As we all do our part to stop the spread of COVID-19, many have noticed increased jaw pain with mask wearing. We are seeing a rise in Temporomandibular Disorder (TMD) cases due to many factors and it is clear that the COVID-19 pandemic is a perfect storm for the jaw. This may be due to the combination of the physical effects of mask wearing, the poor ergonomics of working from home and increased stress. TMD is closely linked to stress and people have certainly had their share of that in 2020.
Aside from stress and posture, forces from the mask can cause more pressure on the joint and so you may notice yourself frequently pushing your jaw forward into the mask. Masks push the jaw back and up into our head making the muscles that push your jaw forward and down work harder to fight the pressure. This can make them go into spasm.
3 Things You Can Do Now
At the end of the day there is no “best” option here, just understand the impact and try to limit the amount of mouth breathing you’re doing in these masks.
Try these 3 tips:
- Apply Ear Savers to more evenly distribute the forces of the mask straps around the head and neck.
- Relax the muscles of the jaw
One way to relax the jaw in a mask is to lightly place the tip of the tongue on the roof of the mouth just behind the front teeth. Rest it there then relax the muscles around the jaw and let the suction from the tongue hold it there. Now practice taking small controlled breathes through the nose. On each exhale consciously tell yourself to relax the muscles that cause you to clench.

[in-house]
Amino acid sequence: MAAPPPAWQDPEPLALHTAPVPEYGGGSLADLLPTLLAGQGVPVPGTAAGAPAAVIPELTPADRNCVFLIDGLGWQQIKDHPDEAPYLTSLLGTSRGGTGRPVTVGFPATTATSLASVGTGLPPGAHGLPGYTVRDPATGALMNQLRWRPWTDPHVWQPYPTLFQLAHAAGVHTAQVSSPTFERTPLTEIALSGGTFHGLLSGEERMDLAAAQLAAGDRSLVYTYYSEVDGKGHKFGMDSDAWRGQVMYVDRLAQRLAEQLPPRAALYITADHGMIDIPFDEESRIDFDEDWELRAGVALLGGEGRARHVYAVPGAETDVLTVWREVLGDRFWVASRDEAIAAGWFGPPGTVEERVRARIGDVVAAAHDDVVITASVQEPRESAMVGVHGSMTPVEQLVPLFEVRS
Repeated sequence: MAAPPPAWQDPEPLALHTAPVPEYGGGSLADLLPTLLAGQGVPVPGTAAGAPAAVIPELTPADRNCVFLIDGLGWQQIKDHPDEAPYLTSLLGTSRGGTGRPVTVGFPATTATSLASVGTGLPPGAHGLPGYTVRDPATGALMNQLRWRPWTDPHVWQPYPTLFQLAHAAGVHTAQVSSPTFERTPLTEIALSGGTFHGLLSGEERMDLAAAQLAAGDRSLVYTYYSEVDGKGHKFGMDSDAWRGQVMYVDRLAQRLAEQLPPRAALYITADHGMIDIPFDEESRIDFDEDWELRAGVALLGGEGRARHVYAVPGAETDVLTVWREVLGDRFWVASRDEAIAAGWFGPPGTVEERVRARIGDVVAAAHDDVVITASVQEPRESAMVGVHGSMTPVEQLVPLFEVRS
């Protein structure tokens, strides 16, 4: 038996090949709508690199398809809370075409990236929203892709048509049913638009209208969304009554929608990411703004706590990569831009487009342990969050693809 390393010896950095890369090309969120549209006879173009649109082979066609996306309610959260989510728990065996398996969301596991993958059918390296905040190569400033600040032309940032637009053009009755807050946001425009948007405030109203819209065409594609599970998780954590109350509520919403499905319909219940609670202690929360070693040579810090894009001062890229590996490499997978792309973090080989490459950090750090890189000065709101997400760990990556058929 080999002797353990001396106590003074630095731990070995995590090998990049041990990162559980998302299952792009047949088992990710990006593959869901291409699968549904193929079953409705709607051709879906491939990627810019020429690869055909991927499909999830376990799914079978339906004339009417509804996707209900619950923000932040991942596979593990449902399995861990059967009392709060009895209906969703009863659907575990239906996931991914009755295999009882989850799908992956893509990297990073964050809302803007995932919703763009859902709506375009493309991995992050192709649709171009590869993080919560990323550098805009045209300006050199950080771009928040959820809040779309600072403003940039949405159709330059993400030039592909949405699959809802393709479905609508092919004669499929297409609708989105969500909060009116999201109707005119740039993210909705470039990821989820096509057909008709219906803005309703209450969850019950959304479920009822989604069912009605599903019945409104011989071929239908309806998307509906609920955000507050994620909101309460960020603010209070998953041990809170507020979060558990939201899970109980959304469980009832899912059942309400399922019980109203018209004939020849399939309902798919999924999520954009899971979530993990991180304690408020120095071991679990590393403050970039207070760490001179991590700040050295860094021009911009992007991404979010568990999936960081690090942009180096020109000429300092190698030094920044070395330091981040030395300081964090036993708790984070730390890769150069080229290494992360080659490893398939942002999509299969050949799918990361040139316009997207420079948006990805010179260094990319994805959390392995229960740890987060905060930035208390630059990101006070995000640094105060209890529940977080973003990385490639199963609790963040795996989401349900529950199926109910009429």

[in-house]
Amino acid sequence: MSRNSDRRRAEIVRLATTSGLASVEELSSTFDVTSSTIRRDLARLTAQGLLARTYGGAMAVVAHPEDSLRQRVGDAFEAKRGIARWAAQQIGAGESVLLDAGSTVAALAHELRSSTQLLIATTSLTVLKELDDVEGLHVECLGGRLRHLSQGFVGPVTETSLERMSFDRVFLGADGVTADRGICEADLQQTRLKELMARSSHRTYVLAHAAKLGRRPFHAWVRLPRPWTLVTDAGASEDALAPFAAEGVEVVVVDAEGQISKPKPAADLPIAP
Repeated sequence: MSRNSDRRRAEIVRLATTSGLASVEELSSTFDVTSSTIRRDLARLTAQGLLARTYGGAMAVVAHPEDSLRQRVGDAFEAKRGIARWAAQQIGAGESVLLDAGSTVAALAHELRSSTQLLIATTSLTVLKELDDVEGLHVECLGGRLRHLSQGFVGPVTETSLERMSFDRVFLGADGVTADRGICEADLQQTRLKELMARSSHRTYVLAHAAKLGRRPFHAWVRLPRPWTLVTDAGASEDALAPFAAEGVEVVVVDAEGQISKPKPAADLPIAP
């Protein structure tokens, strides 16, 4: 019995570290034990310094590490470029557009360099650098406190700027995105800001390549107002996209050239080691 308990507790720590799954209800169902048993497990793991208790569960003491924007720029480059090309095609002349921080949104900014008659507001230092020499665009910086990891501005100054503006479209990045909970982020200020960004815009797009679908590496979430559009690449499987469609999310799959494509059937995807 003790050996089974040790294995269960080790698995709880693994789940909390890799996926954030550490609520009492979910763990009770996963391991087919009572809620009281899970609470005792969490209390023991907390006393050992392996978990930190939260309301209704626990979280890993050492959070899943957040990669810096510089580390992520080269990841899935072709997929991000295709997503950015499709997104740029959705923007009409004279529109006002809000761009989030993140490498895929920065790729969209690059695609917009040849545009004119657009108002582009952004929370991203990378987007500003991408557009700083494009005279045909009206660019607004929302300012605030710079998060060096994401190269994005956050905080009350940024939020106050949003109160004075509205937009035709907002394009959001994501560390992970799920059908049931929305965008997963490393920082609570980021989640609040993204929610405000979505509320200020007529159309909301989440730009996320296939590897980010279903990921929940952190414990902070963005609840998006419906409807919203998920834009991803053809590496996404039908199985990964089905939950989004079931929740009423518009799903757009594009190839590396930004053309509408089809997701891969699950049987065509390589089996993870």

- When your mask is off practice “Controlled Opening”
Place your tongue in the resting position as described above. Keep it there while you open and close the mouth as much as possible without letting the tongue leave the roof of the mouth. Doing this will limit the amount of opening and keeps you in a protected range of motion. If your muscles are tight you may even feel a stretch at the bottom of the range.
There are many things that can cause TMD. Many different things that can go wrong in the joint and so like any area of the body it’s best to get a thorough evaluation prior to beginning any treatment or exercise program. If you have been experiencing jaw pain or headaches, if you hear a clunking sound when you open or close your mouth, or if your jaw ever locks open or shut then you could benefit from physiotherapy.
Brett is a seasoned physical therapist with extensive manual therapy experience. He began his academic career at Hofstra University where he received his BBA in Marketing. He went on to complete his Doctorate in Physical Therapy with honors at Utica College.
He has a passion for research and has authored studies alongside top research scientists at Toronto Rehabilitation Institute. He has published research in a variety of areas such as; falls prevention, ergonomic design, low back injury in personal care workers and shoulder injury in overhead athletes.
Brett is a Certified Ergonomic Assessment Specialist and co-founder of ErgoSesh.com, a company revolutionizing the way people work by educating, empowering and guiding them to a safer work environment through fully customized remote ergonomic consultations.
He has completed a variety of post-graduate manual therapy courses and devoted much of his practice to evaluation, differential diagnosis and treatment of the Temporomandibular Joint (TMJ), Headaches and Cervical Spine. He partners with dentists and orofacial pain specialists to develop an integrative plan of care to promote optimal outcomes.
Brett is an avid golfer and is raising identical twin girls and a dog with his wife Emily.
If you would like to work with Brett directly, you can book an appointment in his schedule online.